How Doctors Treated the Thai Boys in the Harrowing Minutes After They Were Freed from Cave Print
Written by FHInews   
Thursday, 04 April 2019 00:00
In a Live Science article by Rachael Rettner, we get a fascinating description of emergency medicine in action:
The harrowing rescue of 12 boys and their coach from a cave in Thailand captured the world's attention last summer. But after the extraordinary feat to get them out of the cave, the work was far from over: The boys  and their coach needed urgent medical care to prevent the occurrence of critical health issues such as hypothermia, according to a new report. The brief report, published today (April 3) in the The New England Journal of Medicine, describes how the boys and their coach were treated immediately after they were pulled from the cave, before they were transported to a hospital via helicopter or ambulance. When doctors first saw the boys, they had been anesthetized with the drug ketamine so that they would be unconscious during the grueling journey out of the cave in the arms of experienced divers.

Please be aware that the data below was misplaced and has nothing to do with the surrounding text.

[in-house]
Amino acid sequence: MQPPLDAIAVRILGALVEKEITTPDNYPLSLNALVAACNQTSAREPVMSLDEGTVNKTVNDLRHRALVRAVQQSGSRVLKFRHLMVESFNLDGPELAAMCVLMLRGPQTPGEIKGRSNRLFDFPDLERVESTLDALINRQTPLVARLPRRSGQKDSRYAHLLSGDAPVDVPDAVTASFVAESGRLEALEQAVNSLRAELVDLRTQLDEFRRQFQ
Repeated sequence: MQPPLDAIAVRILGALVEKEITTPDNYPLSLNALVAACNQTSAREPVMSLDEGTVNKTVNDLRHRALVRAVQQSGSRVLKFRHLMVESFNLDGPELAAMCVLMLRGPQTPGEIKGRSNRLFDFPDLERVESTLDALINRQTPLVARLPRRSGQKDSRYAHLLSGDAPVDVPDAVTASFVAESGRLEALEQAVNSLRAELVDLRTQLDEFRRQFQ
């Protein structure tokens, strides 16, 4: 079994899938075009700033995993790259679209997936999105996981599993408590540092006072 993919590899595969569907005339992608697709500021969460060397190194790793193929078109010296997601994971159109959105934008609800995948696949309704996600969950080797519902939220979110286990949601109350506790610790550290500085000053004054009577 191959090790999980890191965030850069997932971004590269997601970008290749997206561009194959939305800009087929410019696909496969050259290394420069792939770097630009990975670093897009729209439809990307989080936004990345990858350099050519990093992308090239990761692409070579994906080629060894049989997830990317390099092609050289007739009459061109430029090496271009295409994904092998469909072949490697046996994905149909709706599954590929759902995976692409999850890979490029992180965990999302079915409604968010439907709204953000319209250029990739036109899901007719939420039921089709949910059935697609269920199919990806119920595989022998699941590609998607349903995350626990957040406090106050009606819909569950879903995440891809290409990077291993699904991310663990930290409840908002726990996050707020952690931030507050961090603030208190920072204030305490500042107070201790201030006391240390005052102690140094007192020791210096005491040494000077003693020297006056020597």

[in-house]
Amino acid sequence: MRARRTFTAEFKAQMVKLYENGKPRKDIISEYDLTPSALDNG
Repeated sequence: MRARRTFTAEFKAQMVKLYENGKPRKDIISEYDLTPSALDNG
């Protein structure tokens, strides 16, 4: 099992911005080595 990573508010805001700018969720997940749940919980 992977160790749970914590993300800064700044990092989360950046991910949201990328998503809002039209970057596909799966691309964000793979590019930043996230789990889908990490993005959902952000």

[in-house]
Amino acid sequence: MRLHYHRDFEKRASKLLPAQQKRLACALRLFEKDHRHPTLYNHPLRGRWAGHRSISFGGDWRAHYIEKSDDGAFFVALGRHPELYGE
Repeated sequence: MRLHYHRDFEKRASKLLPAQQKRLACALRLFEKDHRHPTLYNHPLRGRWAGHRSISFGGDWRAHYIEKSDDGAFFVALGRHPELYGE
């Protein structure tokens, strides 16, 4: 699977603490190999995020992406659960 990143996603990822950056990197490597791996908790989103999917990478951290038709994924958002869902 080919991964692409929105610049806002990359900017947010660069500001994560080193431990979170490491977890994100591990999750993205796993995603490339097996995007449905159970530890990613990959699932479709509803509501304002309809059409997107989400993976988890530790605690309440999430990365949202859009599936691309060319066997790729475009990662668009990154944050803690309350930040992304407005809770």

Last Updated on Friday, 05 April 2019 17:24